According to Ethel Williams, superintendent of railcar appearance at MARTA, the system suffers 20 acts of vandalism on railcars each year. Williams notes that the restorative costs of these incidents include almost a full day of labor and special cleaning supplies. In addition, fences are frequently damaged when the vandals enter the rail yard. Preventing these incidents would save MARTA more than $50,000 per year.
Fare evasion. In 2014, MARTA announced that fare evaders cost the transit authority an estimated $3.5 million per year.
Some of the tactics used to ride MARTA without paying include: waiting for a passenger to exit, then slipping through to enter before the gate closes; crowding through in the same direction after only one person taps his or her fare card; and simply pushing through a gate with brute force.
Adaptive video technology can detect this unusual movement and alert staff, who may review the footage on a smartphone and apprehend the person who evaded the fare.
The MPD reviewed historical analysis on fare evasion and conservatively estimated that MARTA would reclaim around $200,000 by using the pattern-detection element of adaptive video technology and hiring an officer to stand nearby.
Panhandling. It is illegal to panhandle on MARTA buses and trains and at MARTA stations. When a person stands out as moving from rider to rider along the platform, the adaptive video technology can send an alert for further investigation by MARTA personnel.
To quantify the value of having this technology on panhandling prevention, the project team considered the effect of panhandling on passengers’ perception of safety. It also considered the effect on lost ridership using customer feedback from ridership surveys and a study that tied the perception of safety to ridership.
The MPD estimated that around $50,000 in revenue loss would be prevented by addressing panhandling through the use of adaptive video technology.
Liability. Liability, in the form of slip-and-fall judgments, may result from wet or dangerous conditions at rail stations or other passenger facilities. In addition, when a passenger slips or falls, MARTA wants to address the matter quickly and accurately.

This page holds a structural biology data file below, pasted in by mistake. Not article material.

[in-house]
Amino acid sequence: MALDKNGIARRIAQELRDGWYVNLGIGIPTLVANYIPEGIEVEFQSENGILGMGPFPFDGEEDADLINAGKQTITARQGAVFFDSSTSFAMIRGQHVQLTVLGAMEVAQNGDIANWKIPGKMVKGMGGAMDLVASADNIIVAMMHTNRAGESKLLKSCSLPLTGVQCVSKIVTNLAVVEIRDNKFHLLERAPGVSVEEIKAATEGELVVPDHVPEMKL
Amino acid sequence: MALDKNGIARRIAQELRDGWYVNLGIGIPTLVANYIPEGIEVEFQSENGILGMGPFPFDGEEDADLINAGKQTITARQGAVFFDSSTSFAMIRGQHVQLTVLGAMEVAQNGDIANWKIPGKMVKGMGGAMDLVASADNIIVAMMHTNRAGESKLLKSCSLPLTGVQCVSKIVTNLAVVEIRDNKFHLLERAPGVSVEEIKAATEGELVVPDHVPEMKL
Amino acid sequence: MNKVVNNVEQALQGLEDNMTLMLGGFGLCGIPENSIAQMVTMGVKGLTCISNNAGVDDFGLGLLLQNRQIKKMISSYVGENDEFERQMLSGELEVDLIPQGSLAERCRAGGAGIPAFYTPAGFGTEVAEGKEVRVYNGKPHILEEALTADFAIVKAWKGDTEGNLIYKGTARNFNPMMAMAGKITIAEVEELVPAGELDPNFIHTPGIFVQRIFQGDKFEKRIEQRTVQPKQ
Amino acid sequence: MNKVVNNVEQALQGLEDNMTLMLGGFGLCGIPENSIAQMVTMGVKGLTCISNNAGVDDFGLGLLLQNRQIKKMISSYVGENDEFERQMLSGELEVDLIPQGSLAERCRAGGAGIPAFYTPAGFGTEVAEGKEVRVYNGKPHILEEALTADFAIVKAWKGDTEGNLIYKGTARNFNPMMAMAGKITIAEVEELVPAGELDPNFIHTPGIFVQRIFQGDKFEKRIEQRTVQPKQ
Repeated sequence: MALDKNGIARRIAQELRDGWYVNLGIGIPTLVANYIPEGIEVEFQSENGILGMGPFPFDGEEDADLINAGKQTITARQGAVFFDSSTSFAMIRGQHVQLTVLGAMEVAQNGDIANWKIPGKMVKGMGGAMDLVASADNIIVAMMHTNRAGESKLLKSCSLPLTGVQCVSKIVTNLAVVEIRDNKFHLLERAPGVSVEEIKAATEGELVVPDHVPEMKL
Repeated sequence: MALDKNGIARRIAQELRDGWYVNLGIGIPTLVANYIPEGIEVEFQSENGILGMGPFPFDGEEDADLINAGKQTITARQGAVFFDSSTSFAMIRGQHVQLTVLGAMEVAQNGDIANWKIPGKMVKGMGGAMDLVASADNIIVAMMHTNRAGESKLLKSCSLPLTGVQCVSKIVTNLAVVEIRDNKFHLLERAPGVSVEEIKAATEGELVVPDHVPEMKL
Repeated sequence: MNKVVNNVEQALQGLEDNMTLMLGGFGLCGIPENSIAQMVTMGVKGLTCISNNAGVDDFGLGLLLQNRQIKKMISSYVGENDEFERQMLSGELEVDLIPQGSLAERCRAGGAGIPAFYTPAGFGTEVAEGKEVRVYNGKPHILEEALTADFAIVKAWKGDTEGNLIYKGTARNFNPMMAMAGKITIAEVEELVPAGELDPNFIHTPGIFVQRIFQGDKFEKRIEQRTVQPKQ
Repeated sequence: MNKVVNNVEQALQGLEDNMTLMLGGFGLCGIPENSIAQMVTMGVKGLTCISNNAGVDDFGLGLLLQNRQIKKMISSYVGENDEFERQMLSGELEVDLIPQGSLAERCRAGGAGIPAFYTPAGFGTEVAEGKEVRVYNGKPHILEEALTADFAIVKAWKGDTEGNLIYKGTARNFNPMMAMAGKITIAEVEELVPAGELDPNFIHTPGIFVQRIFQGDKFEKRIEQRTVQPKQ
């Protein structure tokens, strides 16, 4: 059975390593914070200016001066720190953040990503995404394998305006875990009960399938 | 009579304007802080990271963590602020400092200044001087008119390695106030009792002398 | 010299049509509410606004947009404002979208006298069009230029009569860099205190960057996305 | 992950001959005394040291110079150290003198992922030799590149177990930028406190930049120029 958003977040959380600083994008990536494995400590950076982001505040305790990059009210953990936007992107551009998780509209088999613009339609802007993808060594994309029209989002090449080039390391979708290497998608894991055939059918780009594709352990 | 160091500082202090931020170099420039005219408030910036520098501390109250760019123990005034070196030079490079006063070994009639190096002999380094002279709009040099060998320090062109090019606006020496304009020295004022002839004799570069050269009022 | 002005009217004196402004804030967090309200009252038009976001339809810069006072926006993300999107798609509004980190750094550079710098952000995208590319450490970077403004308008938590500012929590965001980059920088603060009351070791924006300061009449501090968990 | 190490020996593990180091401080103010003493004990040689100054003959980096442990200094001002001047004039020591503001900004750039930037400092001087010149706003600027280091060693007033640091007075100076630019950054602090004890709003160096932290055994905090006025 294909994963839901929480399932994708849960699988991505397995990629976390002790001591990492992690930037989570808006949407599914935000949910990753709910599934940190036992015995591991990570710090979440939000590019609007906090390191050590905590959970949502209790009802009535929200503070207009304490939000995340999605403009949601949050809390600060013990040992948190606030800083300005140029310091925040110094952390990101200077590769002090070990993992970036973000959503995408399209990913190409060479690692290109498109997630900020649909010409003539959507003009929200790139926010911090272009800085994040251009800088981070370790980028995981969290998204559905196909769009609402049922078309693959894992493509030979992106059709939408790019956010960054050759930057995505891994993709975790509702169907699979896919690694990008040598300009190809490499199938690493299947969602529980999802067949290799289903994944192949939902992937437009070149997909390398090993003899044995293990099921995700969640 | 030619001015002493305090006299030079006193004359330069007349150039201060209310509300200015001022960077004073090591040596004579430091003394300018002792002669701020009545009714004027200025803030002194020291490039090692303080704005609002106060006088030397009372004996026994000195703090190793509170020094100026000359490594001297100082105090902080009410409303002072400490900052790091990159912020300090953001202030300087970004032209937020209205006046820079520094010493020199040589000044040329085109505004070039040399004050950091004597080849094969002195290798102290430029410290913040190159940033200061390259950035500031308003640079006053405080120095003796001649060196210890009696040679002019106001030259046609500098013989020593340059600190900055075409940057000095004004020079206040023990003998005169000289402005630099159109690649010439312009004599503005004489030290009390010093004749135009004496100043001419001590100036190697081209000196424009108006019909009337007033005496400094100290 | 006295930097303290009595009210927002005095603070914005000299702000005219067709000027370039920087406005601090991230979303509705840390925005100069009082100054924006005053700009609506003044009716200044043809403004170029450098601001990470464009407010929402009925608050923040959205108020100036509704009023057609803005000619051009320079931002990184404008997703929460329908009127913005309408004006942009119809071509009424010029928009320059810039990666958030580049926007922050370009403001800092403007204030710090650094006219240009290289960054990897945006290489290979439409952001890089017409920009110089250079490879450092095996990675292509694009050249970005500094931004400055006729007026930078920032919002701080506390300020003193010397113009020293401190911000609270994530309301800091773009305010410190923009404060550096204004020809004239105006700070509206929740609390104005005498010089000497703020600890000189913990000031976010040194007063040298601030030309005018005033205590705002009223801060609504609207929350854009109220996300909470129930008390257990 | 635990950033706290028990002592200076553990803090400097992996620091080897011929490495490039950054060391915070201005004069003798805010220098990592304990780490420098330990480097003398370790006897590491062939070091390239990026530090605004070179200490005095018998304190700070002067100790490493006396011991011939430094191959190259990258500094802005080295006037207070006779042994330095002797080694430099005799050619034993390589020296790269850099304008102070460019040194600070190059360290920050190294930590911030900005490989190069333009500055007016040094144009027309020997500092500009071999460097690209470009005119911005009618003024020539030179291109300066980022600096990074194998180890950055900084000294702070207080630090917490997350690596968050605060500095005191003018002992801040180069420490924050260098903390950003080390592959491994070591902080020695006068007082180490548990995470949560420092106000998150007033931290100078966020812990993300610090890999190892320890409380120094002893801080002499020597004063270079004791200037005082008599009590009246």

The adaptive technology may detect these conditions in advance of an accident and alert MARTA employees to address the condition before it contributes to an injury.
The MPD worked with Donna Jennings, director of risk management at MARTA, along with the authority’s safety and legal departments to get historical information on incidents where the new technology would have been valuable.
Using historical data on the costs of judgments and conservative estimates on the reduction in the number of judgments, the MPD was able to identify nearly $25,000 in cost savings.
Incidents. The greatest potential for cost savings was with the avoidance of rail incidents through alerts from the adaptive video technology. Several past incidents of passengers stumbling, falling, or purposefully jumping into the train right of way were caught on video.
This video was used forensically, but it has the potential to be used in real time in the future for significant cost savings each year to alert MARTA personnel to stop a train before hitting a fallen patron.
Potential cost savings include avoidance of legal costs, settlement costs, costs to restore the train and station, lost revenue from buses removed from other service to transport impacted travelers, and lost ridership during and after the restoration period. The up to $2 million annually in identified costs that could be avoided, while significant financially, are negligible compared to the value of a life saved.
Part of the cost of doing business is protecting assets. The project team was able to make the case that the quantifiable benefits of investing in adaptive video technology to prevent intentional and accidental damage were justified. The return on investment proved to exceed investment costs by a factor of two or three, with a payback period of less than two years.
This type of analysis helped decision makers compare this investment with other opportunities in the portfolio. The conclusion was favorable for security, and the system integration began in 2012 and is ongoing.
Aston Greene is the commander of MARTA’s Emergency Preparedness Unit.